CNF tip of the week: lyric essay

Lyric Essay

A lyric essay uses the techniques of poetry, including compression, sound play, white space, formal innovation, non-linear narrative, and juxtaposition to explore an idea or an experience in the writer’s life. Lyric essays may be structured as collage or mosaic, as braided or woven narratives, as “flash” snapshots, or wedged within the carapace of other forms such as instruction manuals, rejection letters, lists, or maps, and they may also make use of images. They often rely on research in addition to personal experience. Typically, they make greater demands on the reader than other types of creative nonfiction, so for some, they are an acquired taste—but those who love them can’t get enough!

A few examples

Brenda Miller: “36 Holes.”

Nicole Breit: “Spectrum.” (CNFC award winner!)

Eula Biss: “The Pain Scale.”

Judith Kitchen: “On the Farm.”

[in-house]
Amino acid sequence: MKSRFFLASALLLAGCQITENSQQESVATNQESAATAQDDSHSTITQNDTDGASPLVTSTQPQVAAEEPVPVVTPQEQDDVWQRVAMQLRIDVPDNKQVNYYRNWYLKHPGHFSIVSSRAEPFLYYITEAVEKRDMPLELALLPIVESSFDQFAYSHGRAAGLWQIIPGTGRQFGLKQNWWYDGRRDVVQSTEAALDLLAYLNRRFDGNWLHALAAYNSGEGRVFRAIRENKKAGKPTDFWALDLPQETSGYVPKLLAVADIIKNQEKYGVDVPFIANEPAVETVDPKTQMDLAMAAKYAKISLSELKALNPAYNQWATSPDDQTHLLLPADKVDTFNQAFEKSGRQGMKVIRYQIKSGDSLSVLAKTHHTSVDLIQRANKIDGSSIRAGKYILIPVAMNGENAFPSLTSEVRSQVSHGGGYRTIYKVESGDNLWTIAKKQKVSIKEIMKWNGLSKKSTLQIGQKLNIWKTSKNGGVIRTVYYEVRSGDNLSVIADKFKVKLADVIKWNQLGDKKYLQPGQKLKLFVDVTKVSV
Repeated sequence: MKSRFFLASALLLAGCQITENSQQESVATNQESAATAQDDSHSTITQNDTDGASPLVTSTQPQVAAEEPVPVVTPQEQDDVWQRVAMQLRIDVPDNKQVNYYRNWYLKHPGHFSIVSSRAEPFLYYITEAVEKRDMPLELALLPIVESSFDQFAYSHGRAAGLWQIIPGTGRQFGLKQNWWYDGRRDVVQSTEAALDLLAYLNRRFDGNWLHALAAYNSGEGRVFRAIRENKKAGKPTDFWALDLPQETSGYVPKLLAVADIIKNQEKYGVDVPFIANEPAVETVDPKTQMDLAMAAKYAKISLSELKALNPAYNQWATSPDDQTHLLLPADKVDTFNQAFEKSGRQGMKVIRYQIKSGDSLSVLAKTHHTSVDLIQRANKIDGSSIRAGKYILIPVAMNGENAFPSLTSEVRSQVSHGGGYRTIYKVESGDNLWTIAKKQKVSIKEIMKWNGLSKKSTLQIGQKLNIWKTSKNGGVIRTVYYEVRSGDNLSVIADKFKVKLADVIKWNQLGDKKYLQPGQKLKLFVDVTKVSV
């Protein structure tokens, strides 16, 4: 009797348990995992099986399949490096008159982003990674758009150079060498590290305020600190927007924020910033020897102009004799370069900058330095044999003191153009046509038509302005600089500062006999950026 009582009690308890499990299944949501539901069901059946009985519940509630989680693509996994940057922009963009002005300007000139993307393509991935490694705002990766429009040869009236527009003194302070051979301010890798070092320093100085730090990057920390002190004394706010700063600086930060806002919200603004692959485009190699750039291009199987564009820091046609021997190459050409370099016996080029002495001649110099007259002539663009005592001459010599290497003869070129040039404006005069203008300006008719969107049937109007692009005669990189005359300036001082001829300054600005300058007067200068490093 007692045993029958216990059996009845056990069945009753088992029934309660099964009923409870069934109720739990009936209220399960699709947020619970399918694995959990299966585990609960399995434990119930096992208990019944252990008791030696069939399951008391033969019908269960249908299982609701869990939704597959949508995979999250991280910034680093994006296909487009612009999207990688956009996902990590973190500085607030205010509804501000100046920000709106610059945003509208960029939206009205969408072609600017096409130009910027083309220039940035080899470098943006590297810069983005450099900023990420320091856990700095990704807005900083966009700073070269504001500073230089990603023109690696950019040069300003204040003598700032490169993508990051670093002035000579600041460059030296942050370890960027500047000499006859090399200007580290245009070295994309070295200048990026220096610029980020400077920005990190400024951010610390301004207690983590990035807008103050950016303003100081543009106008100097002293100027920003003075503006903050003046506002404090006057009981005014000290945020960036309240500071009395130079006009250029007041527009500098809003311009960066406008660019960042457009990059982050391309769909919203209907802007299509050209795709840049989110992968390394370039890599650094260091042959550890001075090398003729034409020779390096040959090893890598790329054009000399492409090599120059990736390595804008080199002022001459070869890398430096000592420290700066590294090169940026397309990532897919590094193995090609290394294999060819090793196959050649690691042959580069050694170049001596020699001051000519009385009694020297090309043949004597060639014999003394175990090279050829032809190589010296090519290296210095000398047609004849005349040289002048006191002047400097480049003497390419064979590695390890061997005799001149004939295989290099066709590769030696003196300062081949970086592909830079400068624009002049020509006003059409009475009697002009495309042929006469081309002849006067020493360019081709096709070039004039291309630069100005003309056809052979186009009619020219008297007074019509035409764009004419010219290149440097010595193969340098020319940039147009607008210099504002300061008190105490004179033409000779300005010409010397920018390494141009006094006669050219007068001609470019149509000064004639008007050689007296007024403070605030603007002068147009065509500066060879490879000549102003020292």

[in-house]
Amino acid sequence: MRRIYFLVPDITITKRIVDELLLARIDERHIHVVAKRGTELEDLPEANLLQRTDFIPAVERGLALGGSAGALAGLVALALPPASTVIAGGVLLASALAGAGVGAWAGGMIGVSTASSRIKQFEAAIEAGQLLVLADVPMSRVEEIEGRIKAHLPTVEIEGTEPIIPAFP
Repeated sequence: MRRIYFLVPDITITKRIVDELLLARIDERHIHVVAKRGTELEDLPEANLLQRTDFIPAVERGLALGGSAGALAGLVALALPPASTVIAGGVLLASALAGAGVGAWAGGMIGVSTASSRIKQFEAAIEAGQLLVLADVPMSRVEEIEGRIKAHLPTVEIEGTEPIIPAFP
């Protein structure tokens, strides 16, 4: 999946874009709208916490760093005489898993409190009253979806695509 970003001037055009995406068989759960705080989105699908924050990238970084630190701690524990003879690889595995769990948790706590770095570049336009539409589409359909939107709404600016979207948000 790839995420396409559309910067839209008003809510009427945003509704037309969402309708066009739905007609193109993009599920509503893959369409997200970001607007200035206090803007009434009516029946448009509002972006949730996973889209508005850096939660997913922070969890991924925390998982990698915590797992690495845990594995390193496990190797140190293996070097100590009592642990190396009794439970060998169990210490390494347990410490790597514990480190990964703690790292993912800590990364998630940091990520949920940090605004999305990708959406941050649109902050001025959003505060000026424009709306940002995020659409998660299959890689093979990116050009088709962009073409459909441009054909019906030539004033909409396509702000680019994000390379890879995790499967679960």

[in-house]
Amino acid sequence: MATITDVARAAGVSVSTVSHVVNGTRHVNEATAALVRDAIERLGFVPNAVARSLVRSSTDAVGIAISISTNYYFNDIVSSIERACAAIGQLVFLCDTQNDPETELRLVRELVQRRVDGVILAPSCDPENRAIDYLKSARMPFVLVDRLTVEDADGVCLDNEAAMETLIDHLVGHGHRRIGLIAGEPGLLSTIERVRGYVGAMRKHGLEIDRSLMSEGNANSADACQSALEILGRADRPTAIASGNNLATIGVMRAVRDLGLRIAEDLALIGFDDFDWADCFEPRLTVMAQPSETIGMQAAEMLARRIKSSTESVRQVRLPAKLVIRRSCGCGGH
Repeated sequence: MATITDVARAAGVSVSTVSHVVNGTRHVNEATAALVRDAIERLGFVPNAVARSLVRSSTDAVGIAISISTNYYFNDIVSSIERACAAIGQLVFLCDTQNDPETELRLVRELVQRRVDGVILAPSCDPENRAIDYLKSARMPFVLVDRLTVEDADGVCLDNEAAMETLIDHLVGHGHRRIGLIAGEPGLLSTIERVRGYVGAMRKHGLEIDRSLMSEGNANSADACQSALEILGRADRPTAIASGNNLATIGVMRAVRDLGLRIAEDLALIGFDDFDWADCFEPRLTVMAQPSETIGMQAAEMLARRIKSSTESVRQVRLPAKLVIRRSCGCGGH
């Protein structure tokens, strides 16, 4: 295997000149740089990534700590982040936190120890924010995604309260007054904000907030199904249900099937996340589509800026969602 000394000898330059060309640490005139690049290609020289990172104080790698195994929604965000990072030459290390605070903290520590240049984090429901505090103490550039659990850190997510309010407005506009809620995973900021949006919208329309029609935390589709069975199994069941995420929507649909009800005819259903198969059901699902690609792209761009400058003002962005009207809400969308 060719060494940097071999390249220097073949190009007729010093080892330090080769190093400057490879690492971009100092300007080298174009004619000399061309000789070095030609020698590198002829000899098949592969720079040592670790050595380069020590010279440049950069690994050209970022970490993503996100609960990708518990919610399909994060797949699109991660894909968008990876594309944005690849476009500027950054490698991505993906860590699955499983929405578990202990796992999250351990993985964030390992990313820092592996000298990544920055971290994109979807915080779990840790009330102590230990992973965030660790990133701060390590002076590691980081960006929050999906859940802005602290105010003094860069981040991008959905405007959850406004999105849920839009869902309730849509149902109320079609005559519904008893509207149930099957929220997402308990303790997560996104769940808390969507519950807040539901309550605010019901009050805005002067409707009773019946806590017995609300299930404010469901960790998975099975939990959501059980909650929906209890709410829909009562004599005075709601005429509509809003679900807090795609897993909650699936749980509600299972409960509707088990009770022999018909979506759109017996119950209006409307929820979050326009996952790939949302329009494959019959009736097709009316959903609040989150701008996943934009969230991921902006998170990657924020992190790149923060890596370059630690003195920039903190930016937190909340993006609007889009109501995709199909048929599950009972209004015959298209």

To learn more

CNF tip of the week: personal essay

Personal Essay

To “essay” means to try, and a personal essay is an informal and idiosyncratic attempt to explore an idea and its relationship to the author’s life. Rooted in personal experience and often written in an intimate voice, like a letter to a friend, it is also a record of a mind at work, a way of thinking on the page. A flexible and capacious form, it is open to any subject and to a range of tones, although its exploratory, self-questioning stance is its special signature and strength.

A few examples

Virginia Woolf: “Street Haunting.”

Annie Dillard: “Total Eclipse.”

Jane Silcott: “Divine Language.”

John Sherman: “Taking Up Smoking at the End of the World.”

To learn more (password protected for CNFC members) (for fun)

CNF tip of the week: memoir


A memoir is an attempt to make artful sense of some aspect or period of the author’s life. The facts may be unusual or traumatic, or they may be ordinary and unremarkable. “What happened” is less important in memoir than the clarity, grace, or originality of the writer’s style and the honest pursuit of self-knowledge. As V.S. Pritchett said, “It’s all in the art. You get no credit for living.”

A few examples

Joan Didion: “Goodbye to All That.

Kevin Chong: “Every Stepfather Has His Day.”

Ayelet Tsabari: “Yemeni Soup and Other Recipes.”  (scroll for PDF)

Eufemia Fantetti: “Alphabet Autobiographica.”

To learn more